Indian PM Narendra Modi’s government has unveiled a business-friendly budget aimed at attracting greater investment for the economy.
Finance Minister Arun Jaitley announced an unprecedented corporate tax cut, in the government’s first full budget.
But he also proposed major benefits for the poor, introducing a universal social security scheme.
India will grow at a rate of more than 8% during 2015-16, a key economic report said ahead of the budget.
The growth forecast follows the country’s new way of calculating GDPwhich has caused some confusion.
Presenting the budget in parliament Mr Jaitley said the country was growing at a strong rate, inflation was down and foreign exchange reserves were high.
“We inherited a sentiment of doom and gloom. The investment community had almost written us off. We have come a long way since then,” he said.
“We have turned around the economy, dramatically restoring macroeconomic stability and creating the conditions for sustainable poverty elimination, job creation, durable double digit economic growth.”
Among the major announcements made by Mr Jaitley are:
- Five “ultra mega” power projects of 4,000 megawatts (MW) will be built to ease the energy crisis
- Spending on infrastructure will be raised by $11.3bn (£7.32bn) to boost growth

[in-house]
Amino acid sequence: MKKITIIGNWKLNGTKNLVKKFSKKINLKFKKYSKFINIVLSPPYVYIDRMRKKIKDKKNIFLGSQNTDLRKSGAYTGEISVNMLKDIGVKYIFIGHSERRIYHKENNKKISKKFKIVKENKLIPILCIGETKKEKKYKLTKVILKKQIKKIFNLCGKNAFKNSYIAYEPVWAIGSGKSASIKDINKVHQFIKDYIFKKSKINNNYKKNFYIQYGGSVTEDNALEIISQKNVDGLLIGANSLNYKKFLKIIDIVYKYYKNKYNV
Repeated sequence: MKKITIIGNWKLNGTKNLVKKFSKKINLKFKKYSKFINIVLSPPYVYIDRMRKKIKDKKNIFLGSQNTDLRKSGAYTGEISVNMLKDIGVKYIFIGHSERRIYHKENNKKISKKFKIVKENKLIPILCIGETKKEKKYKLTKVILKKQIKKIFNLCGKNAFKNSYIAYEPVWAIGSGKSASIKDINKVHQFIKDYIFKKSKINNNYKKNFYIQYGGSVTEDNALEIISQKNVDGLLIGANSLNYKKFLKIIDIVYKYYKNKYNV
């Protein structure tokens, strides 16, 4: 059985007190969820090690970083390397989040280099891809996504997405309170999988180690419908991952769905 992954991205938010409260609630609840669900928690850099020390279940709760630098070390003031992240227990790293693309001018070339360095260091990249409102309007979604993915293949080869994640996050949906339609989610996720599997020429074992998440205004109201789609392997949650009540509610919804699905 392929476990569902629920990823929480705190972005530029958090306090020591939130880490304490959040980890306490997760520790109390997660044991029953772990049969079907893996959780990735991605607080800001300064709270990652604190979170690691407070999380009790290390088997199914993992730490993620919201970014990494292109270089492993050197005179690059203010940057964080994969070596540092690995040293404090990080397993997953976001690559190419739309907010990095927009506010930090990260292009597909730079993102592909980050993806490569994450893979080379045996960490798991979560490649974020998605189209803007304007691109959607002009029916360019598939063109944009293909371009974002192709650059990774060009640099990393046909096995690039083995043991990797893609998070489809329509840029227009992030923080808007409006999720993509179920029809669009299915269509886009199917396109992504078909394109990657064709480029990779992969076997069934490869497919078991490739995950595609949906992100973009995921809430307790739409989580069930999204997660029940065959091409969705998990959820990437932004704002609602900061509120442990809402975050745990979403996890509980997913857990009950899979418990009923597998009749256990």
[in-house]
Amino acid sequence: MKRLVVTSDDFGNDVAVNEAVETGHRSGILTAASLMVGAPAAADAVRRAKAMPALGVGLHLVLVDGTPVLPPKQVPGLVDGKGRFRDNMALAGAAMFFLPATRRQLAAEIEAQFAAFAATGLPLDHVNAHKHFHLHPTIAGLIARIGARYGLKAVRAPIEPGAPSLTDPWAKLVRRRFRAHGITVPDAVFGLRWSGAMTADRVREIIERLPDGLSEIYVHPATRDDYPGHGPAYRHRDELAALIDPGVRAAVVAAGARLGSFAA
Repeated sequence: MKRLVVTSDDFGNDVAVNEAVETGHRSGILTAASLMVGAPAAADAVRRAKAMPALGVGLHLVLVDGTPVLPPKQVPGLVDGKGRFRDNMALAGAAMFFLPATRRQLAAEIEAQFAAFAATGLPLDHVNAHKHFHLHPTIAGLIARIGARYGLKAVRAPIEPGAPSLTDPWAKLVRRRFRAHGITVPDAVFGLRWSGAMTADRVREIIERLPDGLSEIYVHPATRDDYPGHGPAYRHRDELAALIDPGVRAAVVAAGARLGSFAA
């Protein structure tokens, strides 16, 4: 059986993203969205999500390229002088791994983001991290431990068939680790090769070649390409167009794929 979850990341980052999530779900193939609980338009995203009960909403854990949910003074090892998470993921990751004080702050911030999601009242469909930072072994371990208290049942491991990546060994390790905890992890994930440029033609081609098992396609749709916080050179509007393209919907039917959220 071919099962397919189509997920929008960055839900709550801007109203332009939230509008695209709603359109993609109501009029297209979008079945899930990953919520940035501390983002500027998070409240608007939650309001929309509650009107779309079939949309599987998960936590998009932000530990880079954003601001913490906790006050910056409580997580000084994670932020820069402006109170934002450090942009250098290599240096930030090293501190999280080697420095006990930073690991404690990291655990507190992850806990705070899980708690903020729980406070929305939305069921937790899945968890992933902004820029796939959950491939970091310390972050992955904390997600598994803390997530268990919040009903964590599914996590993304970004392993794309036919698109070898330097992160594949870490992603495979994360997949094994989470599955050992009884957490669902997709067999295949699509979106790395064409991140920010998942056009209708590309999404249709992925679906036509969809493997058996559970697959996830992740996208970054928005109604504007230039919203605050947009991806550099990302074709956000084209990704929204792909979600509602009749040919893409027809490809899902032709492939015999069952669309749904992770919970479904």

- Creating a “universal social security” that would give poor Indians access to subsidised insurance and pensions
- Implementation of a uniform countrywide goods and services tax (GST) by April 2016
- Welfare money to be paid directly into people’s bank accounts to eliminate corruption and wastage
- Wealth tax to be abolished and replaced by a surcharge on the super rich
- Corporate tax to be cut by 25% over next four years
Radhika Rao, an economist with DBS in Singapore told Reuters news agency that Saturday’s budget was “pragmatic, wide-ranging and inclusive given the emphasis on social safety nets”.
Analysts say the government’s challenge will be to balance its spending with the need for fiscal restraint.
Mr Jaitley said the government would achieve its goal of cutting the fiscal deficit to 4.1% of gross domestic product (GDP) for 2014-15 from 4.5% the year before.
Some had billed this budget as being the most significant since 1991 – which effectively liberalised India’s economy.
But Finance Minister Arun Jaitley’s closing lines were basically admitting this was a budget lacking “Big Bang” reforms.
The devil will be in the detail as we plough through the small print.
A firm start date for a much-needed goods and services tax, billions of dollars for infrastructure and a “no surprises” lower corporate tax, strike me as the big business announcements.
Not using the low oil price as a chance to make more sweeping cuts to the vast subsidy bill could well prove to be a missed opportunity.
But if the proposals for a universal social security system ever reach fruition – offering a safety net for the hundreds of millions of India’s poorest – history will surely judge that as the stand-out announcement of this much-hyped budget.